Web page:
Speaking up for communities

Anglicare Community Services staff members at the Devonport Child and Family Centre speaking to visitors at a table display on support services.

Anglicare Tasmania is set to brief Legislative Councillors about the importance of taking a public health approach to reduce the harms linked to poker machines.

The Lower House last week passed legislation without the full suite of harm minimisation measures recommended by the community services sector.

As the bill heads to the Upper House for debate, Anglicare continues to call on all politicians to make gambling safer.

Anglicare has significant experience delivering the Gamblers Help service, financial counselling, community-based programs, and research about the impacts of gambling. It is on this basis we recommended to Government that the legislation contain measures to both reduce harm and reduce availability.

Anglicare is especially concerned that poker machines are concentrated in lower socio-economic areas in our State.

Poker machine gambling contributes to relationship breakdowns, alcohol and drug use, anxiety, depression, financial hardship and crime. Its ripple effects are felt in families, workplaces and the wider community.

 “Law makers could make straightforward changes to protect Tasmanians,” said General Manager Housing and Community Services Noel Mundy. “These include reducing the maximum bet limit to $1, slowing the spin speed and prohibiting losses disguised as wins”.

For many years, Anglicare has shared this message with politicians, alongside our frontline work assisting Tasmanians harmed by gambling.

Noel said gambling is listed by the World Health Organisation as an addictive disorder. “It’s now widely accepted that gambling rewires the brain. Poker machines are just as addictive as alcohol and drugs – and they are designed that way,” he said. “

Noel said the introduction to the legislation of facial recognition technology and a smart card identification system represented a step in the right direction, but these measures on their own offered limited benefits.

“They are only relevant for people who have already voluntarily placed themselves on a self-exclusion register,” he says. “We know that self-exclusion works but it requires an individual to have a deep understanding of their addiction – and there are many people who have not yet reached that critical point. We know that people with a gambling addiction are far less likely to reach out for support than people who use alcohol and drugs.”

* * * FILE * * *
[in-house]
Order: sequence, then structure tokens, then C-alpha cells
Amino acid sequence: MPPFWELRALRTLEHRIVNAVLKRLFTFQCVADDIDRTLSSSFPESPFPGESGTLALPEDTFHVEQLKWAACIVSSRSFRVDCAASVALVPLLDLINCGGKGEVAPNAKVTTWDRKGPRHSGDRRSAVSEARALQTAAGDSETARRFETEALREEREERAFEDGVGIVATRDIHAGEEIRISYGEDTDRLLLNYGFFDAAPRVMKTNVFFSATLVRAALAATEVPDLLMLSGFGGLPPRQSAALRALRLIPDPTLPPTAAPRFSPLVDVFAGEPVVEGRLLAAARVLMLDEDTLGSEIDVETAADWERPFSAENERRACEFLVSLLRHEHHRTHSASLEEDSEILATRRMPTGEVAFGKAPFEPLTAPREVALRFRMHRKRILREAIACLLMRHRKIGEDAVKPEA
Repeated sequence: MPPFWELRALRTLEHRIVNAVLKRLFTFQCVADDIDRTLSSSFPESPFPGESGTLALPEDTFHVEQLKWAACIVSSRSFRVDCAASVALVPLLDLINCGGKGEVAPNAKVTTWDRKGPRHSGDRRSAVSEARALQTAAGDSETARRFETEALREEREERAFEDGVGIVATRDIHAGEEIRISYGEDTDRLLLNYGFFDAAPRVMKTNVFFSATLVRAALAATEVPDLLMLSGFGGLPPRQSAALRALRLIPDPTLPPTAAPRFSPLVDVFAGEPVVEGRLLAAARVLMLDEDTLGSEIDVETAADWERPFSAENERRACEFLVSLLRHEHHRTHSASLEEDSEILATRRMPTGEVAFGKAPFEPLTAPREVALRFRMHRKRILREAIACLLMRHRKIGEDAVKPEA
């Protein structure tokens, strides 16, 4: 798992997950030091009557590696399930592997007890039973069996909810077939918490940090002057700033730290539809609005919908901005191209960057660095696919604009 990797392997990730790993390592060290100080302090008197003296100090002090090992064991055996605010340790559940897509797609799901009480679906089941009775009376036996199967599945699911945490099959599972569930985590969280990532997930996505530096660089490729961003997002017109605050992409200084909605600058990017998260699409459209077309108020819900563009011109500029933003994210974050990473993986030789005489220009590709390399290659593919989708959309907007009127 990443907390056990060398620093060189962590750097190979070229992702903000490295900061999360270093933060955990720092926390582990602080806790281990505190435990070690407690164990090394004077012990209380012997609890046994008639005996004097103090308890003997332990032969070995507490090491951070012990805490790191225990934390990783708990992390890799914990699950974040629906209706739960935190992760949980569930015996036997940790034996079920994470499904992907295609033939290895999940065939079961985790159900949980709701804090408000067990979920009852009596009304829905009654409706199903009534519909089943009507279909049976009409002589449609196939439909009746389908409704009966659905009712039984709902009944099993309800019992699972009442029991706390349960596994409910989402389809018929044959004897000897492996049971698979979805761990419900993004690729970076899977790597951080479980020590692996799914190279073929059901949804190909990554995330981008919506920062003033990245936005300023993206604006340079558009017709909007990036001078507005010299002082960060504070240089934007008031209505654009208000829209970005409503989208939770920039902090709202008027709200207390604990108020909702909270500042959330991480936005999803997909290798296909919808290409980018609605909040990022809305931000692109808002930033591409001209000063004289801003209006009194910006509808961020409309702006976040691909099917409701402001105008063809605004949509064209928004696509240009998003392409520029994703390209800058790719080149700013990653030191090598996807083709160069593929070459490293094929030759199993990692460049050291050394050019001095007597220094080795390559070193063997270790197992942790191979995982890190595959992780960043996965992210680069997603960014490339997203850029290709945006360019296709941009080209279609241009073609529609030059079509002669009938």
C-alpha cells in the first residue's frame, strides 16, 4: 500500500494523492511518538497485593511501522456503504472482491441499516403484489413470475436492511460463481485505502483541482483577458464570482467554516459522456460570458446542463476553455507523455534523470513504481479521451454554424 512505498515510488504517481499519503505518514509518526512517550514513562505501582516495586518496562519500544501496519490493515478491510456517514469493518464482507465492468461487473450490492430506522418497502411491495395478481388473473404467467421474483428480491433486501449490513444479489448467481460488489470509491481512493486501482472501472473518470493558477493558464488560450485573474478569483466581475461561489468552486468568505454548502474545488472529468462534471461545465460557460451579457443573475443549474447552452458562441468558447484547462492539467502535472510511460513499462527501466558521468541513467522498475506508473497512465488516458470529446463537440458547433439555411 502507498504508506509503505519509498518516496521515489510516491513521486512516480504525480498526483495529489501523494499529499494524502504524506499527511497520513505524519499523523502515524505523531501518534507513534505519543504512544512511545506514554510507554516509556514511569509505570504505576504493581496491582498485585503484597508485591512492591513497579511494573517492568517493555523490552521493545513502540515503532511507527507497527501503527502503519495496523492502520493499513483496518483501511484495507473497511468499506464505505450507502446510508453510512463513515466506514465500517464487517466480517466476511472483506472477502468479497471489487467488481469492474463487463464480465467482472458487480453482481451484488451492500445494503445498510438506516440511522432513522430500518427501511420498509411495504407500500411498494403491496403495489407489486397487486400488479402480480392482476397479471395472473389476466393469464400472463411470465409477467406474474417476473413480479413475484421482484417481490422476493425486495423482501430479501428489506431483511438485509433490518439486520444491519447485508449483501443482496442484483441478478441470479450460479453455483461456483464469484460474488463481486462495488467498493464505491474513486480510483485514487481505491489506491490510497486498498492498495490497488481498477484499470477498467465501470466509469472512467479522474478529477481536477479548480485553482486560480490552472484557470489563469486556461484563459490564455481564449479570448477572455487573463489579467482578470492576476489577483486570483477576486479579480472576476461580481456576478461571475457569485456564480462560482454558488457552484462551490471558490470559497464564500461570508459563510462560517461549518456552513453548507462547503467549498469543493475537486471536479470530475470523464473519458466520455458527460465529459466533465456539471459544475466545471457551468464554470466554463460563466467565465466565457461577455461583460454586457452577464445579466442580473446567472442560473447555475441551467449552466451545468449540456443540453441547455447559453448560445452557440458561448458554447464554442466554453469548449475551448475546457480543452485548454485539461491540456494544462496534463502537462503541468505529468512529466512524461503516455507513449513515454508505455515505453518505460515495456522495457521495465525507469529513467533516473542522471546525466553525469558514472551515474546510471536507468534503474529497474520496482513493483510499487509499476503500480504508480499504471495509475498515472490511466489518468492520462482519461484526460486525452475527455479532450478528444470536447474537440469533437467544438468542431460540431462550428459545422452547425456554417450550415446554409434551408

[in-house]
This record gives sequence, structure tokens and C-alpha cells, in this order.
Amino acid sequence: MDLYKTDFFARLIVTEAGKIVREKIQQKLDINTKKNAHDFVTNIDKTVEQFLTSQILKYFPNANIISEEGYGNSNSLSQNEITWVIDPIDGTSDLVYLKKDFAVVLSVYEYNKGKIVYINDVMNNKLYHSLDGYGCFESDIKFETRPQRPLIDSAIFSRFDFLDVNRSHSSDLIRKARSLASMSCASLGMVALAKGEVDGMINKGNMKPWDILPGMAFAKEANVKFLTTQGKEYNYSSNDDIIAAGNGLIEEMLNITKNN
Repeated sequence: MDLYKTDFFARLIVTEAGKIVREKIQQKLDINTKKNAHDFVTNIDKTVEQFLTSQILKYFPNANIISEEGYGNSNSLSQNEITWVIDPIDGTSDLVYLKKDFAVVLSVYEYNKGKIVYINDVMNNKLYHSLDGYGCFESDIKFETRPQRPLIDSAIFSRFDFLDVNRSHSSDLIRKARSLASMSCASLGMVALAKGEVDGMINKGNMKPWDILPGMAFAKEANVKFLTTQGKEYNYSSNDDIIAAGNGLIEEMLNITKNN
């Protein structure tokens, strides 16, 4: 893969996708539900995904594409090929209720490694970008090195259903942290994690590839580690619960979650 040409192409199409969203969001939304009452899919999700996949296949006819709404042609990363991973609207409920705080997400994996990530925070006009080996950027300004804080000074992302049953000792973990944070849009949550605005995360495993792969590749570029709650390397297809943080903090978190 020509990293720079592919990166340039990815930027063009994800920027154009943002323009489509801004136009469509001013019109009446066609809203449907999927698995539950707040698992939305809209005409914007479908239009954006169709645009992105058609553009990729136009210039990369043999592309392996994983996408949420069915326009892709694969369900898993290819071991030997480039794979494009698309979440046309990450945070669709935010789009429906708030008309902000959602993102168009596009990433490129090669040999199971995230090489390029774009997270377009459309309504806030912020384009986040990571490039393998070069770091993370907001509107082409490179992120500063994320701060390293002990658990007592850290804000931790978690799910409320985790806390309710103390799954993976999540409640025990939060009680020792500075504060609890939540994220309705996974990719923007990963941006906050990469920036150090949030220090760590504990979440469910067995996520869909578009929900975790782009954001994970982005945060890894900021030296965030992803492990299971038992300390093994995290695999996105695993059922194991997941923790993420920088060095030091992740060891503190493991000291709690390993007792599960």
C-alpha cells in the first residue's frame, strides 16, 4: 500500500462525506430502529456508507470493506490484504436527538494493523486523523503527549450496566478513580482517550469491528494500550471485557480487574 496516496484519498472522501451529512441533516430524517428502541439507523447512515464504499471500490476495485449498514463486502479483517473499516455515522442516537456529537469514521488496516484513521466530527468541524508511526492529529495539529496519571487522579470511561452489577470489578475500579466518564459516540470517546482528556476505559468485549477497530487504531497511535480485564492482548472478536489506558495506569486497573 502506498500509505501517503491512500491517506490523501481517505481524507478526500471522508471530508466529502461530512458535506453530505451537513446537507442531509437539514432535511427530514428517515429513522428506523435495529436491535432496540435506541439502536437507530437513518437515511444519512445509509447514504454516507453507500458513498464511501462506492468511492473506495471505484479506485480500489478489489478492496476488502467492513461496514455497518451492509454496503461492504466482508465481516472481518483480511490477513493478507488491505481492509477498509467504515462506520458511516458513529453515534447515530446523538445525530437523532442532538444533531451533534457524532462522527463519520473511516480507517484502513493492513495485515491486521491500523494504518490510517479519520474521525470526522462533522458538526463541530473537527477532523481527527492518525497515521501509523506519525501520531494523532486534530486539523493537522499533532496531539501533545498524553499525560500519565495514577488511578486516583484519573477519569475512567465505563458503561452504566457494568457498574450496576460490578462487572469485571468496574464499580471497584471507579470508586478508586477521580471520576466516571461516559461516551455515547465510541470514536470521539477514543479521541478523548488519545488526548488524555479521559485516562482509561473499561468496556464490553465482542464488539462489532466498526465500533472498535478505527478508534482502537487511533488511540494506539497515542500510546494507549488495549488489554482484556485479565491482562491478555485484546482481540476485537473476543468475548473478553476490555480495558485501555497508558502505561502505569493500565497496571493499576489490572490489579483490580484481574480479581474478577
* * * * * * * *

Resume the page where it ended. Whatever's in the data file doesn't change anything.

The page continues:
Anglicare delivers support and community education through the Gamblers Help service.

“While it’s clear that gambling addiction is caused by the way the industry and our society are structured – and that gambling is not a free choice due to its addictive nature – there are things that individuals can do to help protect themselves and their loved ones,” said Noel. “Without an appropriate public health approach by policy makers, this responsibility is being left to individuals”.

“Professionally trained counsellors can help people understand what triggers gambling and how they can cope with the urge to gamble,” he said.

Gamble Aware Week, held last month took a ‘Talk.Share.Support’ message to local communities. More than 200 people attended two events held with the support of the Launceston City Council and the East Devonport Child and Family Centre.

During the Week, Anglicare launched a Gamblers Help Family Resource Booklet. It discusses warning signs, strategies for starting a conversation and how families can support a loved one while also looking after themselves. You can download a copy of the booklet here.

Click here to read the latest submission to government from Anglicare’s Social Action and Research Centre.

Photo: Pictured at the Gamble Aware Week event at the East Devonport Child and Family Centre are (from left) Jess Monson from Anglicare’s Gamblers Help service and Anglicare financial counsellor Tina Johnston.



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